Adapted from a novel by: Minato Kanae (湊かなえ)
Screenplay by: Nakashima Tetsuya (中島哲也)
Directed by: Nakashima Tetsuya (中島哲也)
A teacher is walking around a noisy classroom, talking to her students in a tone that suggested a kind of boredom and acceptance. It almost seems like she’s rambling, but really, everything she’s saying has something to do with the revelation she will soon be making. Just as class is about to end on this last day of school before spring break, she tells her students, in rapid succession, that she has retired as a teacher, that her 4-year-old daughter was murdered by some of the students in her class, she knows who they are, and she has exacted her revenge.
Adapted from a novel by Minato Kanae, the film is similar to the book in the sense that the story is told through various characters and how they perceive this incident and the world around them. This first “confession” by the teacher, about what she has done to the students responsible for her daughter’s death, sets off various reactions. The film then goes on to show the other “confessions” by the others who have somehow been dragged into this whole murder affair.
Unlike the book, however, the film is a lot punchier, with the different “confessions” by the different characters slipping in and out and about. It’s not always from one person’s point of view, and we don’t always get to hear the whole story from that one person before shifting to the next.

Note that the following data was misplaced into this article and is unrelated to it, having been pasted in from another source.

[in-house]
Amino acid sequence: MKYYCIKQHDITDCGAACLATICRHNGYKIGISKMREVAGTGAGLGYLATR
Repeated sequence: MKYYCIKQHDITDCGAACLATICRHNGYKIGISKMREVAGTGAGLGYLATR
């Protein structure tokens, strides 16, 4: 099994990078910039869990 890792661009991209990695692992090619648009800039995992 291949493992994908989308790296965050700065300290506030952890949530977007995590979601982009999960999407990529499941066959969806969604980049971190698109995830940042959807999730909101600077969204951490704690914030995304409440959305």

And somehow, that works beautifully for the film. Had it followed the singular shifts between characters, like the novel, the film might have had a much slower pace, which could have given it an entirely different tone. The way it was made, however, with its overall greyish, almost monotone cinematography, the film had a kind of dull pressure of some sort, the atmosphere almost a little claustrophobic.
I had first watched this film a few years ago, and back then, I hadn’t yet read the book. I remember having felt a little lost somewhere in the middle of the film, because of all the jumping around the characters, but the film stayed with me for a long while. This time, after having read the book, I thought I would rewatch the film to see if I could see it with new eyes. And I did. Little details popped out at me, things that I perhaps hadn’t noticed the first time because of the relatively fast pace of the story. The film still managed to deliver a hard-hitting punch, despite my already knowing the plot, and having already watched it once.
Much like the book, the film didn’t focus on the “murder mystery”, the whodunit and whydunit. It focused instead on the individual characters involved, their emotional turmoils and psychological struggles, and I think that’s why this film not only survived, but flourished, through a second session. Knowing the plot took nothing away from the atmosphere.
I read the book only very recently. My thoughts on the book HERE.